Kenneth Warren and the Great Neglected Diseases of Mankind Programme

The Transformation of Geographical Medicine in the US and Beyond

Author: Conrad Keating

Publisher: Springer

ISBN: 331950147X

Category: Medical

Page: 150

View: 2674

Kenneth Warren was a powerful figure in twentieth century medicine whose work transformed public health policy and tropical medicine, and who left a profound legacy in global health thinking. A prolific writer and researcher, Warren was respected for his scientific research, winning awards and accolades, while his later role as activist, agitator, innovator and connoisseur of science brought him international recognition. His career in medicine is remembered for three enduring achievements: · His efforts to introduce modern biomedical science to the study of infectious diseases in the developing world · The proselytising energy he brought to the ethical challenge of how to provide the most cost-effective health care to the world’s poorest people · His tenure as Director of Health Sciences at the Rockefeller Foundation, during which time he inaugurated the Great Neglected Diseases of Mankind Programme Told through personal interviews with both Warren’s supporters and detractors, the story of Warren’s career, inexorably interwoven with the GND programme, is a compelling narrative that has not only enduring implications for current medical research, funding and healthcare across the globe, but also a long-standing legacy for the future ways in which we combat disease in the developing world.

The Journal-lancet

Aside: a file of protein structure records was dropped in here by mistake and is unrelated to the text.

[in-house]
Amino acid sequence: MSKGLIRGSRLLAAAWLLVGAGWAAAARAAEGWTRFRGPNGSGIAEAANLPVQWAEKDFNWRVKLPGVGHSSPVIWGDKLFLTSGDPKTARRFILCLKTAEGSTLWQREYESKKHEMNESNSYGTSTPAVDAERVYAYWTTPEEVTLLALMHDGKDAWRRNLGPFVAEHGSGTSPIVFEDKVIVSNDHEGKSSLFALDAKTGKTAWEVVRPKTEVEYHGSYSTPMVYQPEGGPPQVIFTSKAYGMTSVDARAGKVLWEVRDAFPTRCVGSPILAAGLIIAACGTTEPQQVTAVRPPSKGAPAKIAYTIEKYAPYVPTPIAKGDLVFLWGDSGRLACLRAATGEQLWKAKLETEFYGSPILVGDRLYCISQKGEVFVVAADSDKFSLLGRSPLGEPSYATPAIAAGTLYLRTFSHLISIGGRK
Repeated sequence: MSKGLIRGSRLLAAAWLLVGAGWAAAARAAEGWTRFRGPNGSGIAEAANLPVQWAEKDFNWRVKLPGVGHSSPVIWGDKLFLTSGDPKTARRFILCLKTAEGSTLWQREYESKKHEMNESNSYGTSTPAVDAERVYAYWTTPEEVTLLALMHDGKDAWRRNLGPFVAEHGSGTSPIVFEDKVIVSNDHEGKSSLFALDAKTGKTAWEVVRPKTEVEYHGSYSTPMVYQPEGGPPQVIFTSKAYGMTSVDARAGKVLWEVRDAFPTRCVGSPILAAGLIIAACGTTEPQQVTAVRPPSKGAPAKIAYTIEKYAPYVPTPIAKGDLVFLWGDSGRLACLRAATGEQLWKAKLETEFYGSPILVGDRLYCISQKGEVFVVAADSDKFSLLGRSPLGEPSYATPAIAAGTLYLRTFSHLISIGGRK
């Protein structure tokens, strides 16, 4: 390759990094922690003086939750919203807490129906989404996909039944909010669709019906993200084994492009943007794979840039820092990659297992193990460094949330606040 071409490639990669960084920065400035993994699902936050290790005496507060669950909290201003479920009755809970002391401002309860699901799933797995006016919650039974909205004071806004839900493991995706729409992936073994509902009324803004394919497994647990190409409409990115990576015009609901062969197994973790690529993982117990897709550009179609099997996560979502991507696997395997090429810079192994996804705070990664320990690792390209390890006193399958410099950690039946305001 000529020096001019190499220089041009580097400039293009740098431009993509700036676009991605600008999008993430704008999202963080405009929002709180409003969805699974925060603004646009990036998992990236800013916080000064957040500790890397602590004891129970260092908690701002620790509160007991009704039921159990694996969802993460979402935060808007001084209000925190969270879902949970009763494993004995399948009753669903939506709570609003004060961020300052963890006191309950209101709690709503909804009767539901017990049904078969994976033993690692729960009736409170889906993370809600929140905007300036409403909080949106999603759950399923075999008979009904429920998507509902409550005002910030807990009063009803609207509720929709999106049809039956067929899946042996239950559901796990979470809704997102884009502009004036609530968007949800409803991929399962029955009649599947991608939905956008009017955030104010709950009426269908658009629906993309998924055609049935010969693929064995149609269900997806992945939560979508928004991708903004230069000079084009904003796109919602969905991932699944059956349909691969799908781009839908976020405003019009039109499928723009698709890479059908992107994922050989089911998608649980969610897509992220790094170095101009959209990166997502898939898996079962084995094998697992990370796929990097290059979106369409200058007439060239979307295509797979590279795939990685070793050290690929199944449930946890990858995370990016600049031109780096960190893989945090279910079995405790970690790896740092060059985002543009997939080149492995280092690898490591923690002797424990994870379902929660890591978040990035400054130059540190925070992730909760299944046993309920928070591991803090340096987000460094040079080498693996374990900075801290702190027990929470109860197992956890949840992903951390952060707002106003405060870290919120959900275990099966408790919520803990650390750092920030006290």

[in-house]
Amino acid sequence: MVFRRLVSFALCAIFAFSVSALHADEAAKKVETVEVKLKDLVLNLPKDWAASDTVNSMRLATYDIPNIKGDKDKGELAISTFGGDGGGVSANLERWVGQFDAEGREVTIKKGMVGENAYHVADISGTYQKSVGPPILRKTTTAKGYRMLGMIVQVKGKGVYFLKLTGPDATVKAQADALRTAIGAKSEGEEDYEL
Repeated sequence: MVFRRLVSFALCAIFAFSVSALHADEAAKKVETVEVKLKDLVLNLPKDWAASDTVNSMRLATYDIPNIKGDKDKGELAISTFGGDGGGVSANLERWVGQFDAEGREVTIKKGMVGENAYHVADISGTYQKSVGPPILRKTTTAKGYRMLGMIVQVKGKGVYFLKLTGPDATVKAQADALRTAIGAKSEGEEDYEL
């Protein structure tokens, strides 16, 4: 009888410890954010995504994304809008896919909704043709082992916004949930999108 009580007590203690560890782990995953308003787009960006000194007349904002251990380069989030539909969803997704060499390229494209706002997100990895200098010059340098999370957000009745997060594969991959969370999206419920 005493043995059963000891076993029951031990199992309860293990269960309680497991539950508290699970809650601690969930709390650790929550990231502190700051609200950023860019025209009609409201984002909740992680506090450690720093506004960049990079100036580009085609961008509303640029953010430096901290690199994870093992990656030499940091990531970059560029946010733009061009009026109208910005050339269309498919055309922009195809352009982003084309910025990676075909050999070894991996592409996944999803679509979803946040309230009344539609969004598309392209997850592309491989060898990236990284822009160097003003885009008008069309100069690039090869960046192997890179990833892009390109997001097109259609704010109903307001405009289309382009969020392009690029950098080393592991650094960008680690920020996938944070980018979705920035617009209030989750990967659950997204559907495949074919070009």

Author: N.A

Publisher: N.A

ISBN: N.A

Category: Medicine

Page: N.A

View: 355

How Politics Makes Us Sick

Neoliberal Epidemics

Author: T. Schrecker,C. Bambra

Publisher: Springer

ISBN: 1137463074

Category: Social Science

Page: 167

View: 3869

Ted Schrecker and Clare Bambra argue that the obesity, insecurity, austerity and inequality that result from neoliberal (or 'market fundamentalist') policies are hazardous to our health, asserting that these neoliberal epidemics require a political cure.

Pale Rider

The Spanish Flu of 1918 and How It Changed the World

Author: Laura Spinney

Publisher: PublicAffairs

ISBN: 1610397681

Category: Social Science

Page: 352

View: 4167

In 1918, the Italian-Americans of New York, the Yupik of Alaska and the Persians of Mashed had almost nothing in common except for a virus--one that triggered the worst pandemic of modern times and had a decisive effect on the history of the twentieth century. The Spanish flu of 1918-1920 was one of the greatest human disasters of all time. It infected a third of the people on Earth--from the poorest immigrants of New York City to the king of Spain, Franz Kafka, Mahatma Gandhi and Woodrow Wilson. But despite a death toll of between 50 and 100 million people, it exists in our memory as an afterthought to World War I. In this gripping narrative history, Laura Spinney traces the overlooked pandemic to reveal how the virus travelled across the globe, exposing mankind's vulnerability and putting our ingenuity to the test. As socially significant as both world wars, the Spanish flu dramatically disrupted--and often permanently altered--global politics, race relations and family structures, while spurring innovation in medicine, religion and the arts. It was partly responsible, Spinney argues, for pushing India to independence, South Africa to apartheid and Switzerland to the brink of civil war. It also created the true "lost generation." Drawing on the latest research in history, virology, epidemiology, psychology and economics, Pale Rider masterfully recounts the little-known catastrophe that forever changed humanity.